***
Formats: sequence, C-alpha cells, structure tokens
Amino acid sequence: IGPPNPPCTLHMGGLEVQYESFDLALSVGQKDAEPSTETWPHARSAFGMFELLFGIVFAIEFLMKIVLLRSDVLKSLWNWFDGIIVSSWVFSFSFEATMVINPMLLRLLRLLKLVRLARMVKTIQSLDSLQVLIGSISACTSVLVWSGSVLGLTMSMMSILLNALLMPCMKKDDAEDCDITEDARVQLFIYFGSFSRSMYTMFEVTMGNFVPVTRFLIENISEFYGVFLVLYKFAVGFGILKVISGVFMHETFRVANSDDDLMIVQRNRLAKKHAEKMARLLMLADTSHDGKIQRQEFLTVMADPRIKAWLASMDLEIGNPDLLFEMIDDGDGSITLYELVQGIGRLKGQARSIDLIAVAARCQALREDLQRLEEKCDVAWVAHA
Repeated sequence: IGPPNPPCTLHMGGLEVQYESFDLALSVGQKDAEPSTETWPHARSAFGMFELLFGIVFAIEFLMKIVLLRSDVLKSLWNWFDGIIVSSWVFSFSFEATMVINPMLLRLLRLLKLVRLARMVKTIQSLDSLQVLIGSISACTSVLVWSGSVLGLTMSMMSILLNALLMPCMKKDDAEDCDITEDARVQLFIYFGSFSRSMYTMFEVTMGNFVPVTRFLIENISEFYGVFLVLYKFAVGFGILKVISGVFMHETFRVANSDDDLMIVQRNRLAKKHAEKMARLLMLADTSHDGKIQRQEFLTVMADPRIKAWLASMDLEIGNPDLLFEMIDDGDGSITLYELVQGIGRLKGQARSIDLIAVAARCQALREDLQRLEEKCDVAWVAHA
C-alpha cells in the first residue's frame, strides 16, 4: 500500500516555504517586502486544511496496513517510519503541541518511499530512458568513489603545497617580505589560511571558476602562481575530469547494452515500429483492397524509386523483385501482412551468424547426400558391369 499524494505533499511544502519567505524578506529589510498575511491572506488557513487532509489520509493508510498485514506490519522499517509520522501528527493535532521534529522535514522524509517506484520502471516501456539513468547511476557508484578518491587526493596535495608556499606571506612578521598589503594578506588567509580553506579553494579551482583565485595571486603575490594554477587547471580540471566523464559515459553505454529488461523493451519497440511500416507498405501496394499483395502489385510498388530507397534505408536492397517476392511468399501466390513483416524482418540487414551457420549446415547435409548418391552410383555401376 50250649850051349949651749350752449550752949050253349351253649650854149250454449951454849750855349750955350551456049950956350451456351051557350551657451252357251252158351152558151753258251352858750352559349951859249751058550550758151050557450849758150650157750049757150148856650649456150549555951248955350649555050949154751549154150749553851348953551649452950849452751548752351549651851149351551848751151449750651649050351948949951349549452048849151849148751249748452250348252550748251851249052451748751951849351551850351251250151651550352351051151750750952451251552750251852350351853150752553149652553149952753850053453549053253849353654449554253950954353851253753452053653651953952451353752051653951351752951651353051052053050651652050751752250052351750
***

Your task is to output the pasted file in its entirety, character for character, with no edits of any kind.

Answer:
Formats: sequence, C-alpha cells, structure tokens
Amino acid sequence: IGPPNPPCTLHMGGLEVQYESFDLALSVGQKDAEPSTETWPHARSAFGMFELLFGIVFAIEFLMKIVLLRSDVLKSLWNWFDGIIVSSWVFSFSFEATMVINPMLLRLLRLLKLVRLARMVKTIQSLDSLQVLIGSISACTSVLVWSGSVLGLTMSMMSILLNALLMPCMKKDDAEDCDITEDARVQLFIYFGSFSRSMYTMFEVTMGNFVPVTRFLIENISEFYGVFLVLYKFAVGFGILKVISGVFMHETFRVANSDDDLMIVQRNRLAKKHAEKMARLLMLADTSHDGKIQRQEFLTVMADPRIKAWLASMDLEIGNPDLLFEMIDDGDGSITLYELVQGIGRLKGQARSIDLIAVAARCQALREDLQRLEEKCDVAWVAHA
Repeated sequence: IGPPNPPCTLHMGGLEVQYESFDLALSVGQKDAEPSTETWPHARSAFGMFELLFGIVFAIEFLMKIVLLRSDVLKSLWNWFDGIIVSSWVFSFSFEATMVINPMLLRLLRLLKLVRLARMVKTIQSLDSLQVLIGSISACTSVLVWSGSVLGLTMSMMSILLNALLMPCMKKDDAEDCDITEDARVQLFIYFGSFSRSMYTMFEVTMGNFVPVTRFLIENISEFYGVFLVLYKFAVGFGILKVISGVFMHETFRVANSDDDLMIVQRNRLAKKHAEKMARLLMLADTSHDGKIQRQEFLTVMADPRIKAWLASMDLEIGNPDLLFEMIDDGDGSITLYELVQGIGRLKGQARSIDLIAVAARCQALREDLQRLEEKCDVAWVAHA
C-alpha cells in the first residue's frame, strides 16, 4: 500500500516555504517586502486544511496496513517510519503541541518511499530512458568513489603545497617580505589560511571558476602562481575530469547494452515500429483492397524509386523483385501482412551468424547426400558391369 499524494505533499511544502519567505524578506529589510498575511491572506488557513487532509489520509493508510498485514506490519522499517509520522501528527493535532521534529522535514522524509517506484520502471516501456539513468547511476557508484578518491587526493596535495608556499606571506612578521598589503594578506588567509580553506579553494579551482583565485595571486603575490594554477587547471580540471566523464559515459553505454529488461523493451519497440511500416507498405501496394499483395502489385510498388530507397534505408536492397517476392511468399501466390513483416524482418540487414551457420549446415547435409548418391552410383555401376 50250649850051349949651749350752449550752949050253349351253649650854149250454449951454849750855349750955350551456049950956350451456351051557350551657451252357251252158351152558151753258251352858750352559349951859249751058550550758151050557450849758150650157750049757150148856650649456150549555951248955350649555050949154751549154150749553851348953551649452950849452751548752351549651851149351551848751151449750651649050351948949951349549452048849151849148751249748452250348252550748251851249052451748751951849351551850351251250151651550352351051151750750952451251552750251852350351853150752553149652553149952753850053453549053253849353654449554253950954353851253753452053653651953952451353752051653951351752951651353051052053050651652050751752250052351750